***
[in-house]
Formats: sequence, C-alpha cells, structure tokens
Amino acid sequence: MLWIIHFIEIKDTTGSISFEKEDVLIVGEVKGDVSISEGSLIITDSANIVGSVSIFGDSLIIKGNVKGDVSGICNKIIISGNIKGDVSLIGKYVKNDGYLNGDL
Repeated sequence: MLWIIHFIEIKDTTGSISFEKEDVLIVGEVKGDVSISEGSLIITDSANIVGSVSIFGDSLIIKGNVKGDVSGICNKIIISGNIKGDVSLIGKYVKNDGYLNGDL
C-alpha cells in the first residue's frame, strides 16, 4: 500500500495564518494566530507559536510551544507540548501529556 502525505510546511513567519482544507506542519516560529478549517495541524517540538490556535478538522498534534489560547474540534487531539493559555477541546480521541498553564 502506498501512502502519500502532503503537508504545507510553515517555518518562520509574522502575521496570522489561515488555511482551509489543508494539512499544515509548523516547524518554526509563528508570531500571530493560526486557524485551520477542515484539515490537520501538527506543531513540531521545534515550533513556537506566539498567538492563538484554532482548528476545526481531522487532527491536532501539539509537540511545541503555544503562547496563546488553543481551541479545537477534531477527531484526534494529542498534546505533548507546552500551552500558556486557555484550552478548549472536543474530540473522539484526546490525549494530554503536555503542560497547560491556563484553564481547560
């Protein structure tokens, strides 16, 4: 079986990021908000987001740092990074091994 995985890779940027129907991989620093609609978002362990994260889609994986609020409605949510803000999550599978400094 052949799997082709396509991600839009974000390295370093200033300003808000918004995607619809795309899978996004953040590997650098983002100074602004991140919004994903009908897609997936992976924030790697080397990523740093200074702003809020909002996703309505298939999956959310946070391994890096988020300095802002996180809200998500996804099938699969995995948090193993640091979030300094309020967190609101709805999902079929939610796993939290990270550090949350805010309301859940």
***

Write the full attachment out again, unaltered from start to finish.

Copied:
[in-house]
Formats: sequence, C-alpha cells, structure tokens
Amino acid sequence: MLWIIHFIEIKDTTGSISFEKEDVLIVGEVKGDVSISEGSLIITDSANIVGSVSIFGDSLIIKGNVKGDVSGICNKIIISGNIKGDVSLIGKYVKNDGYLNGDL
Repeated sequence: MLWIIHFIEIKDTTGSISFEKEDVLIVGEVKGDVSISEGSLIITDSANIVGSVSIFGDSLIIKGNVKGDVSGICNKIIISGNIKGDVSLIGKYVKNDGYLNGDL
C-alpha cells in the first residue's frame, strides 16, 4: 500500500495564518494566530507559536510551544507540548501529556 502525505510546511513567519482544507506542519516560529478549517495541524517540538490556535478538522498534534489560547474540534487531539493559555477541546480521541498553564 502506498501512502502519500502532503503537508504545507510553515517555518518562520509574522502575521496570522489561515488555511482551509489543508494539512499544515509548523516547524518554526509563528508570531500571530493560526486557524485551520477542515484539515490537520501538527506543531513540531521545534515550533513556537506566539498567538492563538484554532482548528476545526481531522487532527491536532501539539509537540511545541503555544503562547496563546488553543481551541479545537477534531477527531484526534494529542498534546505533548507546552500551552500558556486557555484550552478548549472536543474530540473522539484526546490525549494530554503536555503542560497547560491556563484553564481547560
């Protein structure tokens, strides 16, 4: 079986990021908000987001740092990074091994 995985890779940027129907991989620093609609978002362990994260889609994986609020409605949510803000999550599978400094 052949799997082709396509991600839009974000390295370093200033300003808000918004995607619809795309899978996004953040590997650098983002100074602004991140919004994903009908897609997936992976924030790697080397990523740093200074702003809020909002996703309505298939999956959310946070391994890096988020300095802002996180809200998500996804099938699969995995948090193993640091979030300094309020967190609101709805999902079929939610796993939290990270550090949350805010309301859940």